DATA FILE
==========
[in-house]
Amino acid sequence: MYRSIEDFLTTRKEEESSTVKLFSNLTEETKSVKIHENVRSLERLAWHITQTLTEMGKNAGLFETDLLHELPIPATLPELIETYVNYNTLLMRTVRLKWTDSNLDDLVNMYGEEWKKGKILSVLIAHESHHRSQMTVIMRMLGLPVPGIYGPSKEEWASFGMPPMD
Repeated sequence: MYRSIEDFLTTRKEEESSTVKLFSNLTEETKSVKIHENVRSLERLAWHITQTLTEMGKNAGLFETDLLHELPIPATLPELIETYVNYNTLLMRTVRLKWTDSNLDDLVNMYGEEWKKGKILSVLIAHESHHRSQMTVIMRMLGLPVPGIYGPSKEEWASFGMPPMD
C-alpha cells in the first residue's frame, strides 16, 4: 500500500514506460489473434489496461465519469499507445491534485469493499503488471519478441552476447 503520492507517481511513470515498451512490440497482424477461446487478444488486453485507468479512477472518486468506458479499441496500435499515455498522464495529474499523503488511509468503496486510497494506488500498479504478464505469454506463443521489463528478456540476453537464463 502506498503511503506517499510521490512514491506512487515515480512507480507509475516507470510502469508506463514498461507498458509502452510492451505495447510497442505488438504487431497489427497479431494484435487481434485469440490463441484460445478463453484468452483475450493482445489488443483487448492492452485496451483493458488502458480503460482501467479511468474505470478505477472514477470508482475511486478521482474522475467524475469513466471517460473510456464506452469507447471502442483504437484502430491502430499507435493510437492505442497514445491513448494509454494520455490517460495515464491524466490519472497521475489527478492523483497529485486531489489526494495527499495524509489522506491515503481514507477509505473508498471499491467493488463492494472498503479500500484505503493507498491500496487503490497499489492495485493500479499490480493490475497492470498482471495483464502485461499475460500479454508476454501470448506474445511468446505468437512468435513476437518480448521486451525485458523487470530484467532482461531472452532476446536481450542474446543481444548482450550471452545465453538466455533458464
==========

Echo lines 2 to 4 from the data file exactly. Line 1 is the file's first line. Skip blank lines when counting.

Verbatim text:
Amino acid sequence: MYRSIEDFLTTRKEEESSTVKLFSNLTEETKSVKIHENVRSLERLAWHITQTLTEMGKNAGLFETDLLHELPIPATLPELIETYVNYNTLLMRTVRLKWTDSNLDDLVNMYGEEWKKGKILSVLIAHESHHRSQMTVIMRMLGLPVPGIYGPSKEEWASFGMPPMD
Repeated sequence: MYRSIEDFLTTRKEEESSTVKLFSNLTEETKSVKIHENVRSLERLAWHITQTLTEMGKNAGLFETDLLHELPIPATLPELIETYVNYNTLLMRTVRLKWTDSNLDDLVNMYGEEWKKGKILSVLIAHESHHRSQMTVIMRMLGLPVPGIYGPSKEEWASFGMPPMD
C-alpha cells in the first residue's frame, strides 16, 4: 500500500514506460489473434489496461465519469499507445491534485469493499503488471519478441552476447 503520492507517481511513470515498451512490440497482424477461446487478444488486453485507468479512477472518486468506458479499441496500435499515455498522464495529474499523503488511509468503496486510497494506488500498479504478464505469454506463443521489463528478456540476453537464463 502506498503511503506517499510521490512514491506512487515515480512507480507509475516507470510502469508506463514498461507498458509502452510492451505495447510497442505488438504487431497489427497479431494484435487481434485469440490463441484460445478463453484468452483475450493482445489488443483487448492492452485496451483493458488502458480503460482501467479511468474505470478505477472514477470508482475511486478521482474522475467524475469513466471517460473510456464506452469507447471502442483504437484502430491502430499507435493510437492505442497514445491513448494509454494520455490517460495515464491524466490519472497521475489527478492523483497529485486531489489526494495527499495524509489522506491515503481514507477509505473508498471499491467493488463492494472498503479500500484505503493507498491500496487503490497499489492495485493500479499490480493490475497492470498482471495483464502485461499475460500479454508476454501470448506474445511468446505468437512468435513476437518480448521486451525485458523487470530484467532482461531472452532476446536481450542474446543481444548482450550471452545465453538466455533458464